5 Reasons Why the Miami Dolphins Will Beat Indianapolis in Week 2
Probably not, and I will wind up getting flack for it, but I'm going to try my hardest to do so anyways.
It's not really that hard to find five reasons why the Dolphins could beat the Colts; Indianapolis is a mediocre team for the reasons that I will explain in this article, and in most categories, Miami is better than the Colts.
So come with me as we look at why the Dolphins will...sorry...can defeat the Indianapolis Colts in Week 2.
1. A Weak Indianapolis Run Defense Gives Miami's RBs a Shot at Redemption
Man was that terrible.
The Dolphins are ranked last in the NFL in rushing yards, gaining 20 yards on 23 carries. The performance of the offensive line against the Browns' defensive front was appalling, and had it not been for Tannehill's Marino-esque quick release and Pennington-esque decision-making throughout the afternoon, the Dolphins' offense would've been one of the worst in the NFL.
Actually, the credit for the offense working goes not only to Tannehill, but also to his receivers, and that includes Mike Wallace, who despite his one catch for 15 yards, was definitely missed in Pittsburgh on Sunday.
Back to Miami's running game, which should see a bounce back against an Indianapolis team whose front seven is as intimidating as a cute puppy video.
The Colts' allowed Terrelle Pryor to make plays with his feet, as he rushed for 112 yards on 13 carries. You could say that Indianapolis' anemic pass rush has something to do with that (and we will get to that later), however, the fact that they couldn't seem to tackle him once he passed the line of scrimmage is telling about their run defense as well.
Yes, the Raiders did throw some designed runs from Pryor in there, and the Colts couldn't stop those either.
Darren McFadden was a bit anemic, though, as he rushed for 48 yards on 17 attempts. That 2.82 average is a lot better than Miami was against Cleveland's defense, and if they can even rush for that low of an average, it should open up the passing game for the Dolphins.
Speaking of the Dolphins' passing game matched up with Indianapolis' pass defense...
2. Indy's Pass Rush Can Make Miami's Offensive Line Look Good
You see that big guy behind Terrelle Pryor?
That's Robert Mathis. He IS Indianapolis' pass rush.
Just a reminder: It's 2013, not 2009 when he was at his peak.
Mathis is still a great player and a pass-rushing threat, but he's in the same situation that Cameron Wake found himself in last season, where he's the only real pass-rushing threat on the team.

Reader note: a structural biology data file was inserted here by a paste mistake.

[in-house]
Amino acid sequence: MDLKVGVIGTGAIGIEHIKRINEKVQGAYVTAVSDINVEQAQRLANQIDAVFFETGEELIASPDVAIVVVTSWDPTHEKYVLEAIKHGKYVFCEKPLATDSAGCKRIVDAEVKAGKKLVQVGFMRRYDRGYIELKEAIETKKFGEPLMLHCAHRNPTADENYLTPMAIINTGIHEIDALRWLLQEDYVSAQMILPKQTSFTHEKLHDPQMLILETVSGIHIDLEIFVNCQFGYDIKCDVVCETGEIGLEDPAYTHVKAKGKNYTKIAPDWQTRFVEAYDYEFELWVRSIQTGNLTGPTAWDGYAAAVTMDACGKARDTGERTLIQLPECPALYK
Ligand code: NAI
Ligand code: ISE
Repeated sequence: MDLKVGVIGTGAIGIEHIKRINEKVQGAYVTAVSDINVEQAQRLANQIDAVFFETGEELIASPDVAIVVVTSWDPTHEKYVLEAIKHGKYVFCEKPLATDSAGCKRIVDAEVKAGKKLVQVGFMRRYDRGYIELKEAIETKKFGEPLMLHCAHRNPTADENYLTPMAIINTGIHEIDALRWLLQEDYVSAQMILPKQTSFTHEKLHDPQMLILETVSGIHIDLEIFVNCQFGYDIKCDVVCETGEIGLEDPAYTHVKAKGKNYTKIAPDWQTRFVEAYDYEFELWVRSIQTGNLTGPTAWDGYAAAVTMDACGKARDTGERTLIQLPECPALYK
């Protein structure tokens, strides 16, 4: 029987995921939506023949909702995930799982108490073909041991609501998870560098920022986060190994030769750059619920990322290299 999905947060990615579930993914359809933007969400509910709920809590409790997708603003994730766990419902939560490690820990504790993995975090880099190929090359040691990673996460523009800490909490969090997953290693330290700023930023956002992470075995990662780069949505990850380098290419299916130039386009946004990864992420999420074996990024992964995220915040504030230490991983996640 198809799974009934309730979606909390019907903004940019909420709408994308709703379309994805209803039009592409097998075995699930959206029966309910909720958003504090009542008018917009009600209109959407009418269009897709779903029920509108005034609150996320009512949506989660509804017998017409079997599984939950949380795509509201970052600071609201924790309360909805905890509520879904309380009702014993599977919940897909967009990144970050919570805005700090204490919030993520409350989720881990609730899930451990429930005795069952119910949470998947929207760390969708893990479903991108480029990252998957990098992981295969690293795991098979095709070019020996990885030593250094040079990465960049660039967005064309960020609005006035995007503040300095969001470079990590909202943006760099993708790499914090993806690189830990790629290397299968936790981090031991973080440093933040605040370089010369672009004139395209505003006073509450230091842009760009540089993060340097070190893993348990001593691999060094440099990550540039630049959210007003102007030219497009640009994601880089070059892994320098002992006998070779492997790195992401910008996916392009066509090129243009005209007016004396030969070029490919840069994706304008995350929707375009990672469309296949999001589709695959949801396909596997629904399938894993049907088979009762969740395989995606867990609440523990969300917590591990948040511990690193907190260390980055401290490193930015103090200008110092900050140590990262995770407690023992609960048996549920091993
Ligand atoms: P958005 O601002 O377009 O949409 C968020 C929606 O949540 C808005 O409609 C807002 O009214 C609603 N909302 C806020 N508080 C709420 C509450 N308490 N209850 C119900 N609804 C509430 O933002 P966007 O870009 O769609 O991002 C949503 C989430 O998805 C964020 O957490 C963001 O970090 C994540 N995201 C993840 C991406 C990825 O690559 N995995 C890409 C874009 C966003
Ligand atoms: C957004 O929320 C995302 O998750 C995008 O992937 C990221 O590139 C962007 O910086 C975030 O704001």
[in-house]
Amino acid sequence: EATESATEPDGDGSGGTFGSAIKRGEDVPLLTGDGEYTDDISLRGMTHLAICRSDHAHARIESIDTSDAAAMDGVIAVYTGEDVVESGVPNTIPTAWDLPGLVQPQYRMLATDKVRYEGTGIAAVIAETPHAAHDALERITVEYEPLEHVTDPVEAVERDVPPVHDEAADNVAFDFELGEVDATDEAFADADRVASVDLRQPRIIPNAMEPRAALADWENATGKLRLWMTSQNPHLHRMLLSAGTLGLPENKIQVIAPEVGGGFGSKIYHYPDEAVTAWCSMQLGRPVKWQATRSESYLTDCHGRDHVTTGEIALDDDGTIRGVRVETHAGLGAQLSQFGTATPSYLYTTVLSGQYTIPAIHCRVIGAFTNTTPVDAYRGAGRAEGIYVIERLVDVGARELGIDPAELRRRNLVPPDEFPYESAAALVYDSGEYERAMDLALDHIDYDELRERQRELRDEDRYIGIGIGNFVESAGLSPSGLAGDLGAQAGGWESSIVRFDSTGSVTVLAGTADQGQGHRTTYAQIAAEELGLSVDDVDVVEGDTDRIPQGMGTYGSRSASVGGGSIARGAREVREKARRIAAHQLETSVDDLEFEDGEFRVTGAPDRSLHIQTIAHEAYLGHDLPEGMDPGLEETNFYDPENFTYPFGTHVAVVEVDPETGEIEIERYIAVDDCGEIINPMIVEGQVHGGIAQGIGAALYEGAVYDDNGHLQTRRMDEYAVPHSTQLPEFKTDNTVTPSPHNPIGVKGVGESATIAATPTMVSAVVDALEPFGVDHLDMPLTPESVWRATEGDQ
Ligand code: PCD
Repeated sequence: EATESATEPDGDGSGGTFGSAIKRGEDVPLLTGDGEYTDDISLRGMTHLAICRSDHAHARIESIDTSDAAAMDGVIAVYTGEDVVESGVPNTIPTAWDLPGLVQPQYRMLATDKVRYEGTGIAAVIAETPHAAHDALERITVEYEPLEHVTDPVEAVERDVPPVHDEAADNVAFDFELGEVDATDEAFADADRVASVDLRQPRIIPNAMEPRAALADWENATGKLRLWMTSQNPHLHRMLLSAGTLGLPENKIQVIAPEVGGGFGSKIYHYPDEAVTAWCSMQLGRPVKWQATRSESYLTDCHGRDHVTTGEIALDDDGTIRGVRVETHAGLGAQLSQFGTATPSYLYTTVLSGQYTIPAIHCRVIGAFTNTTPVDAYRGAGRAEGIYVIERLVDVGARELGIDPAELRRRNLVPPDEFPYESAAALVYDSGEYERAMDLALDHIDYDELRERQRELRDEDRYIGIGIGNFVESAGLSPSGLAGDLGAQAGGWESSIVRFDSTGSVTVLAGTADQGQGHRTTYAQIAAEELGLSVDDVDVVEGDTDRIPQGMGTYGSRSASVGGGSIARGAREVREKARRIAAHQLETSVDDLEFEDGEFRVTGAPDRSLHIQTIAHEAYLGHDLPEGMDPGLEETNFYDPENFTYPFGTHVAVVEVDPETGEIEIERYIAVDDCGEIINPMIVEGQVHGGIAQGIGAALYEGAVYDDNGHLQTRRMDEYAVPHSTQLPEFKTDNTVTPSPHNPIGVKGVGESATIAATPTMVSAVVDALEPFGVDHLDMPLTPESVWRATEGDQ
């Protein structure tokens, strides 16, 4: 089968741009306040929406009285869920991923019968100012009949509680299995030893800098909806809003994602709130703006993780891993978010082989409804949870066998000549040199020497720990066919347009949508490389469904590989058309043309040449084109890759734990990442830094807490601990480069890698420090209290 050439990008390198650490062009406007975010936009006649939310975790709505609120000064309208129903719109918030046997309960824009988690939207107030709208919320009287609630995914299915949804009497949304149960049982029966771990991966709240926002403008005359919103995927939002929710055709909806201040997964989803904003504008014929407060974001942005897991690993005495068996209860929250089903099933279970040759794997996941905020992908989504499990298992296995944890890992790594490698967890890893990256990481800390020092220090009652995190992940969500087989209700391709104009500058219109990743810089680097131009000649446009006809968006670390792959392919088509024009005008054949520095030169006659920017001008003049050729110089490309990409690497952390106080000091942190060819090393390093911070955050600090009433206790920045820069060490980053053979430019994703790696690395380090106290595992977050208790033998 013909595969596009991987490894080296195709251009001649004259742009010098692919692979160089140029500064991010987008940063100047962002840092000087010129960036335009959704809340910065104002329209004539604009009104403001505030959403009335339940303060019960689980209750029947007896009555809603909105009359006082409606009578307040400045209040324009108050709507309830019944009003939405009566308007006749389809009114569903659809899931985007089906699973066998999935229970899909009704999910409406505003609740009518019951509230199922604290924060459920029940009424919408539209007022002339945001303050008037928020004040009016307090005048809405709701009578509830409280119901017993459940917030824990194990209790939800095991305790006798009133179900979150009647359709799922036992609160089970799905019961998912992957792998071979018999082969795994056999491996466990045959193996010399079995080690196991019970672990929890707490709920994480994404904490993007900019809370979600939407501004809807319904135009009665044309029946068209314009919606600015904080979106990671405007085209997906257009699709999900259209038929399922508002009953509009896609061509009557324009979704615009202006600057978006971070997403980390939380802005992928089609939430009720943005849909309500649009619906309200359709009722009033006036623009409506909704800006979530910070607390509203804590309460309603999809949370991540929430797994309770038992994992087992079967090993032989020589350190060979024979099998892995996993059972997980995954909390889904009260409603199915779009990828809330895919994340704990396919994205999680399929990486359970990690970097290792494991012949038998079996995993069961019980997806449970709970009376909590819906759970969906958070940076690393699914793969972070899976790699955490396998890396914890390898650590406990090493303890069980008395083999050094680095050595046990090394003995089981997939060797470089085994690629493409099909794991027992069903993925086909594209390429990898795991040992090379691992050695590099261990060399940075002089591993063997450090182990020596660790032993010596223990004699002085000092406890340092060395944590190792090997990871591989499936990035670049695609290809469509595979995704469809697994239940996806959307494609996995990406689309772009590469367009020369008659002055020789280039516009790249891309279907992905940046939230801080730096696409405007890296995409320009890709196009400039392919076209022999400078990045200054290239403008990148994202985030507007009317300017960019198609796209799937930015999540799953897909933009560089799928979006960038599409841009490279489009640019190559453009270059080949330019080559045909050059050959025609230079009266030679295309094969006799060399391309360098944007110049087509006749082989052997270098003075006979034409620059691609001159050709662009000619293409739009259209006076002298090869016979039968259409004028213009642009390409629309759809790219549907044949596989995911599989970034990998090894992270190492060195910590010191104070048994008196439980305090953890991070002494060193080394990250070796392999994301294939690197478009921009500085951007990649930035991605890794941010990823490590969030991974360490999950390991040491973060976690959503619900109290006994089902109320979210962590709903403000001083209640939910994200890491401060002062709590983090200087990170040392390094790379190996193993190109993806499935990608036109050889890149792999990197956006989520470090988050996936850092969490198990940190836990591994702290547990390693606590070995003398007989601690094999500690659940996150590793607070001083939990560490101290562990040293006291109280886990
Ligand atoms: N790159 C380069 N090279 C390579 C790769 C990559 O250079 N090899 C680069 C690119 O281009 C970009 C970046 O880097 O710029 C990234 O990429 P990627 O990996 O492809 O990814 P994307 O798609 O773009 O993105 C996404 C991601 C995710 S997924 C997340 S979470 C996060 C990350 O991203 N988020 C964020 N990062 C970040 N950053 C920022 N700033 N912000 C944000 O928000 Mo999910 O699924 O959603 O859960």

The only difference is Mathis isn't as good as Wake, and he doesn't have the same dominant defensive line that Wake has with Randy Starks and Paul Soliai.
One would expect Mathis to have a field day against Miami's porous offensive line in light of their poor play recently.
I don't see that happening.
Instead, expect the Dolphins offensive line to continue to gel and show great improvement against an otherwise bad Colts' front seven, leading to Ryan Tannehill getting plenty of time in the pocket to find his receivers.
This should give Tannehill ample time to pull off something you will see in the next slide.
3. Mike Wallace vs. Vontae Davis: Advantage Wallace
With Indianapolis' anemic pass rush, Tannehill should have time.
With time, Mike Wallace should get open.
When Vontae Davis is covering him, Wallace should break through for a few big plays on Sunday.
I'm expecting this to be Wallace's breakout day, as all of the factors are pointing to it. When he spoke to me on the last Dolphins Central Radio episode, Colts analyst Nate Dunleavy even pointed out that Davis was "just okay last season" and he was "uneven", calling him "the No. 1 corner on one of the worst defenses in the league," then added that the Colts' "drastically overpaid for Davis."
Keep in mind, Miami technically traded Vontae Davis for Dion Jordan.
Davis vs. Wallace was also a major mismatch the two times they faced each other, with Wallace combining for four catches for 117 yards and two touchdowns.
Granted, Jason Allen was covering Wallace on one of those touchdowns, however Davis vs. Wallace has still been a mismatch, and apparently remains that way.
If Mike Sherman doesn't call a few plays to take advantage of this matchup that overwhelmingly favors the Dolphins, I'd like to see him fired come Monday Morning.
If Wallace drops those passes, he ought to be ashamed of himself too, and if Tannehill overthrows him, Ryan should run the steps of Sun Life Stadium.
This matchup is too much in Miami's favor to squander and likely will be taken advantage of from the opening kickoff.
We have reached halftime here while pointing out the five reasons why the Dolphins will beat the Colts, so now it's time for some musical refreshment mixed in with my Week 2 picks.
Today's song: Plush by Stone Temple Pilots. It's the acoustic version.
HOME TEAM IN CAPS.
New York Jets (+12) over NEW ENGLAND
The Jets defense is going to make Brady and the Patriots' offense work harder than anyone expected, and the Patriots aren't exactly going to unleash the kitchen sink. This line is way too high, should be at 10, which is by how many points I see the Pats beating the Jets.
Washington (+7.5) over GREEN BAY PACKERS
Another game where the line is too high. Expect a better Skins' offense to make this a closer game than Vegas seems to expect. Packers win, but Washington keeps it under a touchdown.
Cleveland (+6.5) over BALTIMORE
As you can see, I'm not picking the favorites to cover, just win. Browns vs. Ravens is no exception, as the Browns' front seven should hold Ray Rice under 100 yards, and the game should be an ugly win for the Ravens in their home opener.
ATLANTA (-7) over St. Louis
Finally I pick a home favorite to cover this week.
PHILADELPHIA (-7.5) over San Diego